By Eddie Southards
The King’s Grant Golf Club opened in 1990 and, for at least a decade, was one of the best-conditioned golf courses in the area.
But a series of ownership changes led to a decline in playability. Fertilizer wasn’t put out when it should have been, brush and trees were allowed to overgrow and there were drainage and irrigation issues that weren't addressed. Its popularity fell and in September 2016, the golf club closed.
Enter Kevin Rodriguez, Gary Robinson and Chris Blanton.
The three men are successful businessmen, avid golfers and friends who live on or near the course. And they didn’t want to see the course close for good.
So they pooled their resources, took out a loan and bought it from Methodist University in November 2016. They’ve been working ever since to bring the course back up to par, with the ultimate aim of restoring it to its glory days.
The partners knew it would be an uphill battle. Sixteen months in, they say they’re making progress.
“The course condition and what it takes to get it in good shape surprised us a little bit,” said Robinson, a builder and record eight-time winner of the Cumberland County Golf Championship.
“I’ve been around golf a long time,” he said. “Now I have a high appreciation for places that have high-quality golf courses. It takes a lot to get it in that position.”
Rodriguez, a mortgage banker, said that before the sale, the course went for several years without essential maintenance.
“It’s just like a house,” he said. “If you don’t take care of it, it falls apart. I feel like we bought a foreclosed house, but instead of fixing it up and then moving in, we moved in and we're trying to fix it up while we live in it. And that's a different challenge.”
There have been plenty of challenges. And there will be plenty more.
“When we took it over, the course had been closed for two months,” Robinson said. “We had no greens and it was winter time. It took a while for us to even get it playable. Once you get that reputation of not being in good condition, the general players are not going to come play.”
The new owners reseeded the greens. But the closely trimmed putting surfaces didn’t have enough time to grow in well before summer hit last year.
“We're still struggling from that first year,” Rodriguez said. “I mean, we were behind the eight-ball from the beginning.”
But progress is being made. The partners credit smart hires – general manager Brian Dreier, who happens to be Robinson's son-in-law, and course superintendent Shawn Thornton – along with tremendous support from volunteers, most of whom live in the 1,100-home King’s Grant subdivision.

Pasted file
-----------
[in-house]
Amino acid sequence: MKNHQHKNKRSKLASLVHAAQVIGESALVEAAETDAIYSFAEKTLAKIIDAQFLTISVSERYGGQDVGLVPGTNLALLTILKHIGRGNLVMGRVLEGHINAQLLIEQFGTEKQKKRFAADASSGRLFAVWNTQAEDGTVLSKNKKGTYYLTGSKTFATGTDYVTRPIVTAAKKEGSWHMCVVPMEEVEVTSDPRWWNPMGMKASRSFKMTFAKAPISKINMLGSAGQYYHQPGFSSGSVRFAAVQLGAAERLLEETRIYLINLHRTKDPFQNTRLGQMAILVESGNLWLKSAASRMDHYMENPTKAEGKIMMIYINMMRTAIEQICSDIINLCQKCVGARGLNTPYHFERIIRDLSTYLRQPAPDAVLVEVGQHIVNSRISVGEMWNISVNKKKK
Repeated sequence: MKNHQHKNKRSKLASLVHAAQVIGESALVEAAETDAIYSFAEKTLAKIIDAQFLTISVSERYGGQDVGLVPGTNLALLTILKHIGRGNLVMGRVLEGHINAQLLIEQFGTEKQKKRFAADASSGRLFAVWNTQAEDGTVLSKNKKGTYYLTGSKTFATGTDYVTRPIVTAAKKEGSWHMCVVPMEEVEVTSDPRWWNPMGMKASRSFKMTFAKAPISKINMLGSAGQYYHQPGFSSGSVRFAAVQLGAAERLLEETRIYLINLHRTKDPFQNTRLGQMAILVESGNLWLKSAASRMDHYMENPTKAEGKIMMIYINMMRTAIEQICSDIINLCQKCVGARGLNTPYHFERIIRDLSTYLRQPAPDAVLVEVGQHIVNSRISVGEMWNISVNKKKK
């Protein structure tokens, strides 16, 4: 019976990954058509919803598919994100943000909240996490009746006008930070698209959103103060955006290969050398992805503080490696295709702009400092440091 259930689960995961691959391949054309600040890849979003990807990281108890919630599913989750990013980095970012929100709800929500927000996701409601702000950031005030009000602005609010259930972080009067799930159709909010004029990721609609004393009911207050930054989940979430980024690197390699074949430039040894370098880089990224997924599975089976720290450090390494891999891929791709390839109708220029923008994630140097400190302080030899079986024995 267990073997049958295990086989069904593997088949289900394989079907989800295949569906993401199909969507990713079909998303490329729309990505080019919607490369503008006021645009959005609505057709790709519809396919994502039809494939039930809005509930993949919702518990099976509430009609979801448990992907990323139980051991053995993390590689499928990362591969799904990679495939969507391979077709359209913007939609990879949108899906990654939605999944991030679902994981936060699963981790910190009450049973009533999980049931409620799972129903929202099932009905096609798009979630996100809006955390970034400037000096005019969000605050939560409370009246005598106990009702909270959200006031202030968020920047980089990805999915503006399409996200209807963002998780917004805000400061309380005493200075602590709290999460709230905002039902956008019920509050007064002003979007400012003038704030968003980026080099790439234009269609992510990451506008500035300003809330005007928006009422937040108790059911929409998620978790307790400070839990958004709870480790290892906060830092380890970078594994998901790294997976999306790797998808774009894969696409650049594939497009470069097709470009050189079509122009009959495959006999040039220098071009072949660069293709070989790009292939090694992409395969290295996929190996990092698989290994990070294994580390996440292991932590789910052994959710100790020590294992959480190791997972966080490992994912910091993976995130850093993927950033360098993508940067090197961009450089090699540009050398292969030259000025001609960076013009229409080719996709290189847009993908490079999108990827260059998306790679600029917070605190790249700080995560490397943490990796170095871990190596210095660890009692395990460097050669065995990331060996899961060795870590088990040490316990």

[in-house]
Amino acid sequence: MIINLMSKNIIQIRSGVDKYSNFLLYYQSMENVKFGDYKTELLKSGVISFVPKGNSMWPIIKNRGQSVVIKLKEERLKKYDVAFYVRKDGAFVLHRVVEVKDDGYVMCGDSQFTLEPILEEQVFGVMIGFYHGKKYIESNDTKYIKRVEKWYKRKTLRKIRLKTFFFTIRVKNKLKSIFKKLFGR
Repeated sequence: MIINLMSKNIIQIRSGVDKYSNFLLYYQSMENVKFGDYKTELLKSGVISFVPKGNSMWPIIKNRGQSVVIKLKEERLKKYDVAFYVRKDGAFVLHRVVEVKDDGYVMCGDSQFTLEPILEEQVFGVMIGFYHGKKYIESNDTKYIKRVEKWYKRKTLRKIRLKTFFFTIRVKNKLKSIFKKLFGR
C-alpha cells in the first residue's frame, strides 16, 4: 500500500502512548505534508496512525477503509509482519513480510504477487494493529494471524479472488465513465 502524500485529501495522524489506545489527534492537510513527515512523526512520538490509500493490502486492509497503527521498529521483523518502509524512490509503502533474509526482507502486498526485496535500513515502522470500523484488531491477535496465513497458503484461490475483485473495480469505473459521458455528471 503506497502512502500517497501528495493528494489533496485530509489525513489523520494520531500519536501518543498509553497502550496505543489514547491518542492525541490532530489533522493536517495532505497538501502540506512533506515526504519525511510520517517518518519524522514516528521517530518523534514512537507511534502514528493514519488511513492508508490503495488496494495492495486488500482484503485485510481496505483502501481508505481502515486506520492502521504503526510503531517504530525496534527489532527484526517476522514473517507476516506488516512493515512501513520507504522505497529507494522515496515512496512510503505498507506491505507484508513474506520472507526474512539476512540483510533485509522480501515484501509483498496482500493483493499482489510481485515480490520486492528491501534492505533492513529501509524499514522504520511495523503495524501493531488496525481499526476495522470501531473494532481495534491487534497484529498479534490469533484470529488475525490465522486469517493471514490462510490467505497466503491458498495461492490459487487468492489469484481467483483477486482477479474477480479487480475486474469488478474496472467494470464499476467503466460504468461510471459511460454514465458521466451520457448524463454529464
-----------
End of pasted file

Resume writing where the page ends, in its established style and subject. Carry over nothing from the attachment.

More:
“Our volunteers are unbelievable,” said Blanton, who’s in the air-conditioning business. The volunteers help out with course operations, the club’s social media outlets and its burgeoning array of social functions. “This place was slammed with people for our Super Bowl party this year,” Blanton said.
The club, which also has a swimming pool, has added social members since the new owners took over.
“I feel like we are winning on that side,” Rodriguez said. “If we can put things in place to get the golf course right, then I think it will be a win-win. I think we are making strides.”
In its bid to attract new players, as well as win back former players, the club last summer began some youth-outreach programs, including one-day golf camps for tweens and young teens enrolled at local recreation centers and at the Boys and Girls Clubs of Cumberland County.
“You could see that most of them had no idea what they were coming to,” Rodriguez said. “They thought it was going to be boring. But it was well organized by Brian and his staff and the kids just had a blast.
Our members welcomed it. They were happy to see the kids out there.”
The club followed those programs up with two week-long golf camps that drew about 600 youths. Those will be held again in July.
King's Grant is also working with the city to start a middle school golf program.
Other changes include renovations to the covered pavilion, now larger and nicer, and the installation of new mats and range balls at the practice range, which is open to the public.
Plans are in the works to create another putting green and practice green, and to repave the entrance to the clubhouse and its parking lot. The partners are acquiring another loan to do that work.
The three men say the club’s income is covering its maintenance costs.
“We've taken zero dollars from it,” Robinson said. “Everything has been reinvested into the golf course. It's not making money but we came into this thing not thinking that we are going to get rich… We don’t want to lose money but we don’t have to make money.”
If course conditions improve, the club can start hosting revenue-producing tournaments again.
“Last year, we missed all the tournaments,” Robinson said. “We're slowly getting that back. It will take a couple of years and course conditions need to improve. I think we can get back there.”
Blanton said he has heard all kinds of reactions from players. “We hear a lot of complaints because we're not where we want to be yet,” he said. “But then some people pull you aside and tell you they had a great time. Or you hear someone say, 'I had a hole-in-one’ or ‘I had my best round.' For me, that's the rewarding part.”
Cumberland County public golf courses
904 Four Woods Drive
2126 Cypress Lakes Circle
6775 Irongate Drive
347 Shawcroft Road